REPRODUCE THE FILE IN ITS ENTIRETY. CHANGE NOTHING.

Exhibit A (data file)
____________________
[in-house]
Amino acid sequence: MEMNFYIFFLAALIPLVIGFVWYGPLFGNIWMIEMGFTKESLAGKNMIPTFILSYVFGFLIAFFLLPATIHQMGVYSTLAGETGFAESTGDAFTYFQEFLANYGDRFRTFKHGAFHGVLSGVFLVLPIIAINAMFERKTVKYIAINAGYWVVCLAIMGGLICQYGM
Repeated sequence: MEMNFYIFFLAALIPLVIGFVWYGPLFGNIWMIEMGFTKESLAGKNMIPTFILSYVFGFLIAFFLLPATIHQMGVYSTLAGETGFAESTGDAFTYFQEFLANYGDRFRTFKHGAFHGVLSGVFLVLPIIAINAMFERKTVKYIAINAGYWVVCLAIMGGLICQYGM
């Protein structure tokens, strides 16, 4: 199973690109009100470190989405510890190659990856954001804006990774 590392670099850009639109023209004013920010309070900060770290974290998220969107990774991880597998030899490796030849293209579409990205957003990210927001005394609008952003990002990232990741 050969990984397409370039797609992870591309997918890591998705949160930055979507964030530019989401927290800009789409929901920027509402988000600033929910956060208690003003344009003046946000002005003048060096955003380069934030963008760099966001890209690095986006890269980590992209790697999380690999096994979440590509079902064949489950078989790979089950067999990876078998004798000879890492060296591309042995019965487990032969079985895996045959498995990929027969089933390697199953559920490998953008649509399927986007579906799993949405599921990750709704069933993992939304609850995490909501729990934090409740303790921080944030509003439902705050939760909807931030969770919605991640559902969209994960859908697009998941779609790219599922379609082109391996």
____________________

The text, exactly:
[in-house]
Amino acid sequence: MEMNFYIFFLAALIPLVIGFVWYGPLFGNIWMIEMGFTKESLAGKNMIPTFILSYVFGFLIAFFLLPATIHQMGVYSTLAGETGFAESTGDAFTYFQEFLANYGDRFRTFKHGAFHGVLSGVFLVLPIIAINAMFERKTVKYIAINAGYWVVCLAIMGGLICQYGM
Repeated sequence: MEMNFYIFFLAALIPLVIGFVWYGPLFGNIWMIEMGFTKESLAGKNMIPTFILSYVFGFLIAFFLLPATIHQMGVYSTLAGETGFAESTGDAFTYFQEFLANYGDRFRTFKHGAFHGVLSGVFLVLPIIAINAMFERKTVKYIAINAGYWVVCLAIMGGLICQYGM
């Protein structure tokens, strides 16, 4: 199973690109009100470190989405510890190659990856954001804006990774 590392670099850009639109023209004013920010309070900060770290974290998220969107990774991880597998030899490796030849293209579409990205957003990210927001005394609008952003990002990232990741 050969990984397409370039797609992870591309997918890591998705949160930055979507964030530019989401927290800009789409929901920027509402988000600033929910956060208690003003344009003046946000002005003048060096955003380069934030963008760099966001890209690095986006890269980590992209790697999380690999096994979440590509079902064949489950078989790979089950067999990876078998004798000879890492060296591309042995019965487990032969079985895996045959498995990929027969089933390697199953559920490998953008649509399927986007579906799993949405599921990750709704069933993992939304609850995490909501729990934090409740303790921080944030509003439902705050939760909807931030969770919605991640559902969209994960859908697009998941779609790219599922379609082109391996």